Finally, however, the farm he always wanted became available. He moved to the Isle of Mull where he worked some ground with about 50 cows. Then came the chance to contract farm at Torloisk.

His extensive beef and sheep operation now has 1,000 Blackface and Blackface cross Cheviot ewes roaming the 3,000 hectares (7,413 acres) along with 50 Highland cows. Half of the cows are kept pure and half are put to the Simmental bull.

It’s a one man operation but he does take in contract and casual labour.

“It’s getting more and more difficult to find people with the skills to work on a hill farm – those who know how to work dogs and gather and shear sheep.”

That said, the opportunities for work are available and his route to market is mostly the mainland town of Oban – two hours away by lorry and boat – although he is also involved with Quality Meat Scotland on the monitor farm scheme.

“I’m the monitor farm for Mull but we’re doing a lot of trials putting in fodder crops and finishing more of the lambs on the farm and adding value selling them fat.”

He also sells some of the Highland bullocks to a specialist butcher in London and exports cattle to Switzerland, this year alone, 25 heifers and three bulls have been sent so far.

Iain wasn’t entitled to any funding because the owners of Torloisk moved the entitlement and put it on to naked acres, but he says they were very sympathetic to his situation, so much so, they didn’t charge him any rent until he was able to buy some entitlement of his own.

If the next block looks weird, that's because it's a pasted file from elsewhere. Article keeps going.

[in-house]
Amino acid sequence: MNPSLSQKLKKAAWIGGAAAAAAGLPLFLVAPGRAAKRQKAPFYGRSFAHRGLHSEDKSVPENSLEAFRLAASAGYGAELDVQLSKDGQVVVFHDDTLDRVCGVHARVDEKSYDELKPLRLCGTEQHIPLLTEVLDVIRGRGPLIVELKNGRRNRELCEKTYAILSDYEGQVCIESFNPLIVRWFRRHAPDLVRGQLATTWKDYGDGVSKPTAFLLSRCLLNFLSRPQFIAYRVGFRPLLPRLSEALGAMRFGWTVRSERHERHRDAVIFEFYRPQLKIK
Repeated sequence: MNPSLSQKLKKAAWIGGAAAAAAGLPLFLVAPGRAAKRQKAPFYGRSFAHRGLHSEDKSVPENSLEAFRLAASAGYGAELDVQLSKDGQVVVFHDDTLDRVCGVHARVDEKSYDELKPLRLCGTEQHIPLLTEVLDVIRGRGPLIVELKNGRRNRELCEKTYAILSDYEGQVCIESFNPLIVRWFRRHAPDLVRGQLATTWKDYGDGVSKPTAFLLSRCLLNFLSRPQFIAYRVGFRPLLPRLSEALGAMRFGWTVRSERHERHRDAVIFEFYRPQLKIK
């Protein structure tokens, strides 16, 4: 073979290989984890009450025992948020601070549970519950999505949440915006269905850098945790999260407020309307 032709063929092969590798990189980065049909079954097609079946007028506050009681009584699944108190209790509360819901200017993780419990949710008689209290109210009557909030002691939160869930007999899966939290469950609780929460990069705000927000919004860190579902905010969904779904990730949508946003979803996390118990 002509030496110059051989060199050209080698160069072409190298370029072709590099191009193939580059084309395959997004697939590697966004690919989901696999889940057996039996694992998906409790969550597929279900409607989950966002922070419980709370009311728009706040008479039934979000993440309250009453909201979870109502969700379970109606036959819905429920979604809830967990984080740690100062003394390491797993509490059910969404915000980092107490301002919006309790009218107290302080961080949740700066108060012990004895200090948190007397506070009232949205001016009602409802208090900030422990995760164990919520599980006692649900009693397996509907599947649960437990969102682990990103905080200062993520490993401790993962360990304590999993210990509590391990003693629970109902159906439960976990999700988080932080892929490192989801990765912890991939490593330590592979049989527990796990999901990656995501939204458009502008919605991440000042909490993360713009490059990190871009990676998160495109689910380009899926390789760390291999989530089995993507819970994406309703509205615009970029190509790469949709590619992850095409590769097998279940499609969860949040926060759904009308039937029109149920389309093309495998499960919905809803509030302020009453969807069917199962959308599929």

He used his savings from contracting and a bank loan to buy the livestock and get him started.

“I have about 2,000 units of entitlement on the place now. I was very lucky someone gave me a hand financially to buy that, which I am paying back over three years.”


Money aside, Iain believes the other main challenge facing those wanting to get into farming is the availability of land

“Even if you are quite dynamic and you’re not too worried about working within the subsidy system, the lack of availability of land is a real killer,” he says.

“You really need entitlement to farm, to be unsubsidised just now, when everyone around you is subsidised, is just about impossible and it’s up to you how you use that money to then improve your own farm.”

When asked what advice he would he give to anyone thinking of getting into agriculture, his answer is simple.

“They need to be really aware it is going to be a long road. It really is. The whole system is not geared up at all to allow people into the industry.”